Big and small.

I had the occasion this morning to use one of my favorite tags, big and small. Scrolling through, I got to this post from June of last year, which ends with a sequence of images of 4 faces, and the third picture in the series is missing, its link gone dead. I'd like to restore the post with a workable image, but I can't remember who it was. You'd think it would be easy to figure it out — especially for me, since the sequence came out of my thought processes, and only last year.

UPDATE: Problem solved by the first commenter, Sean Gleeson. Thanks! Original post corrected.

"Loving cats may not make a person a liberal, but it does increase the odds that a person already is one."

Increases the oddsthe data show — but nowhere nearly as much as agreeing with the statement "I’m proud of my country’s history" increases the odds that you are a conservative.

"There are reports that Mr. Obama used to be skeptical of having a library at all..."

"... a bold move would be to revert to tradition and deposit his papers at the Library of Congress."
Failing that, he should set himself apart by thinking small or, at least, smaller. Mr. Obama has written a moving book about his early life; there’s no need to retell that story. His library should be more of an archive and less of a museum, more of a house, less of a shrine. In an austere age, a modest library could be the grandest statement of all.
That's Witold Rybczynski, the urbanism scholar, and I love this idea of presidential humility and minimalism and can even imagine Barack Obama opting to further his glorification and magnification through the old humility and minimalism gambit.

But come on. Well, maybe he will go smallish or arguably smallish... if that's the only way left to make a big impression. Personally, I find gigantic presidential libraries creepy and embarrassing, but then I've only ever been to one. I can't imagine making a pilgrimage to the library of some President I adulated, but then, that's not how I've ever felt about a President, so I'd inevitably be keeping the grim in pilgrimage.

Also, I'd like to question this line of Rybczyki's: "Mr. Obama has written a moving book about his early life; there’s no need to retell that story." That book was written at the outset of his political career, part of an enterprise of packaging, framing, and mythologizing. It is quite obviously in need of retelling. And Obama in his own preface to the 2004 edition acknowledged that he could (and perhaps should) have written a different book:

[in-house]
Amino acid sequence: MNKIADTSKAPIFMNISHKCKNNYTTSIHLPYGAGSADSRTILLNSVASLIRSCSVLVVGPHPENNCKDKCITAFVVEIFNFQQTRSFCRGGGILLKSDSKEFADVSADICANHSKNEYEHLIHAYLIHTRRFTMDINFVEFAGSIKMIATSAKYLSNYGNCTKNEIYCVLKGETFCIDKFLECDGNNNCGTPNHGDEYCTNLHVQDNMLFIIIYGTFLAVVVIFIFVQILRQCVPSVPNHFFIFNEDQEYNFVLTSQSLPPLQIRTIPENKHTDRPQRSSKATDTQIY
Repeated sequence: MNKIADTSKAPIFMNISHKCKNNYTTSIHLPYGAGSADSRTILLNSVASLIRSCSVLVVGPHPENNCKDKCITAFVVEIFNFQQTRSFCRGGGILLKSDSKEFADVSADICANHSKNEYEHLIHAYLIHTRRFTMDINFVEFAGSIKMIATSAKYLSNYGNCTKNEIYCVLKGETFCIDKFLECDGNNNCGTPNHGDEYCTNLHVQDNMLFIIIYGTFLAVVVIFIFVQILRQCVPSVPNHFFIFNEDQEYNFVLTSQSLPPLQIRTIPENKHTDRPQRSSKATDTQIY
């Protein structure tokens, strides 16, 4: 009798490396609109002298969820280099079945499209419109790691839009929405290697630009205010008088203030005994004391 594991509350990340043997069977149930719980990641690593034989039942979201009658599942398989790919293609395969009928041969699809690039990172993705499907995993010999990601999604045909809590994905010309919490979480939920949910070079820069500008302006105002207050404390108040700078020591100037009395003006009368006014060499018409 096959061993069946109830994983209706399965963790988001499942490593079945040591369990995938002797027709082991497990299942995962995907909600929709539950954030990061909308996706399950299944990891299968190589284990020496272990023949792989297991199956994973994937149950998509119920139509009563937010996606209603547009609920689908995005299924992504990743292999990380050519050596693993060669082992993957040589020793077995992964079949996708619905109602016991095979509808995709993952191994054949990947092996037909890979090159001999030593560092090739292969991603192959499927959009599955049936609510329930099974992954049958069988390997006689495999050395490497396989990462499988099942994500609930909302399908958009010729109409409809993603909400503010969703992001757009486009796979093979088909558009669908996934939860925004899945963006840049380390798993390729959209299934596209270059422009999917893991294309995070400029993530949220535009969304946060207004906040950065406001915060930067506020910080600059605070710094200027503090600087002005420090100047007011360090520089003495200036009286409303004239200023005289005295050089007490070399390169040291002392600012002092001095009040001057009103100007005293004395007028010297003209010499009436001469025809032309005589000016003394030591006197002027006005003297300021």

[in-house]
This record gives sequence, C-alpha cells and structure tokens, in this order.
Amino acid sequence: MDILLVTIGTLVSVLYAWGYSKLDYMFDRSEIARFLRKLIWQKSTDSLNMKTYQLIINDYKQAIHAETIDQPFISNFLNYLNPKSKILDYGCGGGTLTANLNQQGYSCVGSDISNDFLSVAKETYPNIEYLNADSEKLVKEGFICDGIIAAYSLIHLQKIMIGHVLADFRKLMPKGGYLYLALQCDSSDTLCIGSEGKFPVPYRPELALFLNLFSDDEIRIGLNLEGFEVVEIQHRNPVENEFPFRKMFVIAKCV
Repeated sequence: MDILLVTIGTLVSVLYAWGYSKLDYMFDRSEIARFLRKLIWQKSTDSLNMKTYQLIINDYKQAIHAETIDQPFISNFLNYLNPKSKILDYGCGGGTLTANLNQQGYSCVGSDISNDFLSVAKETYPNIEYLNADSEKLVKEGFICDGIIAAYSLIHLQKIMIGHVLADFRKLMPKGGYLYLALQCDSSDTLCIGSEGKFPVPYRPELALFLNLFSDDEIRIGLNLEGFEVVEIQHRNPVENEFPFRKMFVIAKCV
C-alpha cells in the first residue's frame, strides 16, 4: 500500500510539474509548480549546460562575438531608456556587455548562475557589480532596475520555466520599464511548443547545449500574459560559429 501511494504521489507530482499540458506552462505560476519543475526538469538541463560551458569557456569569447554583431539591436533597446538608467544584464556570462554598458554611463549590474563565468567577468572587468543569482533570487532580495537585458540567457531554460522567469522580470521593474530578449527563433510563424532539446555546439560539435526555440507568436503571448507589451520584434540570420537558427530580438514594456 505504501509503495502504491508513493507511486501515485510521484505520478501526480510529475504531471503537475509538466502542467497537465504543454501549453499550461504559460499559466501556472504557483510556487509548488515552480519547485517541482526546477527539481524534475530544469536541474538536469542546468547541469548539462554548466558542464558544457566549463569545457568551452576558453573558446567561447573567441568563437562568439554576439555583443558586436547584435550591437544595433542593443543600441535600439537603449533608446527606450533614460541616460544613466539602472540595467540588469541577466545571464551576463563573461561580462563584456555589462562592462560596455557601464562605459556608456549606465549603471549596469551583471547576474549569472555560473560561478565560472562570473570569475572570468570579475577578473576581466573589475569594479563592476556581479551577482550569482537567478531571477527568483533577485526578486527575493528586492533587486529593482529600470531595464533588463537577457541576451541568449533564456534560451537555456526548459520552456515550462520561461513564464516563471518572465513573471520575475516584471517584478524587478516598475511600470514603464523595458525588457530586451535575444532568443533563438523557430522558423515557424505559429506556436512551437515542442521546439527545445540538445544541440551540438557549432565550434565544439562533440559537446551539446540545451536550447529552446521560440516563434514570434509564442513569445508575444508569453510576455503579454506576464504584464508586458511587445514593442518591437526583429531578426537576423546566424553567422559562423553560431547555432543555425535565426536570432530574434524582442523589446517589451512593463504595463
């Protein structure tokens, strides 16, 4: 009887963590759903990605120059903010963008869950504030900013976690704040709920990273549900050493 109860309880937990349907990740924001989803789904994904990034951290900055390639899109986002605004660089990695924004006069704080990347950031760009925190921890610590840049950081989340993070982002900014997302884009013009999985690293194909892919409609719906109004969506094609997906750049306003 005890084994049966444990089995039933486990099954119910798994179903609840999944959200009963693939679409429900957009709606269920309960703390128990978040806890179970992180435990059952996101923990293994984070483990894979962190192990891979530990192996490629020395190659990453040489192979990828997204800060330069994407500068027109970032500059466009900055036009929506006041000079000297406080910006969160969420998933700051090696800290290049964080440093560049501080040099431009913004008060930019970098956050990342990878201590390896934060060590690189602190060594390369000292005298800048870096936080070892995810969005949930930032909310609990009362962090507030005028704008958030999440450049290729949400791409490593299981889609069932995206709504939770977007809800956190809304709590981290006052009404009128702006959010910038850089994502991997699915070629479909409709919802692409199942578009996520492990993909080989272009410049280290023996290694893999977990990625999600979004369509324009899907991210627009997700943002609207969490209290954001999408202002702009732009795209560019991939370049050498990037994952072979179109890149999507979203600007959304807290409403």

I think sometimes that had I known [my mother] would not survive her illness, I might have written a different book—less a meditation on the absent parent, more a celebration of the one who was the single constant in my life. In my daughters I see her every day, her joy, her capacity for wonder. I won’t try to describe how deeply I mourn her passing still. I know that she was the kindest, most generous spirit I have ever known, and that what is best in me I owe to her.

"It is called the tactic of scorched earth," said a protester in Kiev, Ukraine.

Quoted in the NYT report that begins:
With hundreds of riot police officers advancing from all sides after a day of deadly mayhem here in the Ukrainian capital, antigovernment protesters mounted a final desperate and seemingly doomed act of defiance late on Tuesday evening, establishing a protective ring of fire around what remained of their all-but-conquered encampment on Independence Square.

Feeding the blazing defenses with blankets, tires, wood, sheets of plastic foam and anything else that might burn, the protesters hoped to prolong, for a while longer at least, a tumultuous protest movement against President Viktor F. Yanukovych, a leader who was democratically elected in 2010 but is widely reviled here as corrupt and authoritarian.
Democratically elected in 2010...

Another quote from a protester:
"We have no other way,” said Lena Melniko, a 33-year-old accountant who joined a team of protesters digging up paving stones and passing them on to fighters to throw at the police, “We have been protesting for three months but are stuck in dead end."
I can't speak to the details in Ukraine, but in a democracy, the results of an election are not overturned by protests, no matter how long and fervent, and your "other way" is the next election (and whatever other mechanisms, such as impeachment, that you have within the system). If you think you don't have enough of a real democracy, because the elected leader is vile, corrupt, and authoritarian, why would you imagine that violence would get you closer to leadership that is not vile, corrupt, and authoritarian?

"I don't know why your boyfriend smokes pot. I was a big pothead in high school and college and I started simply because it was fun."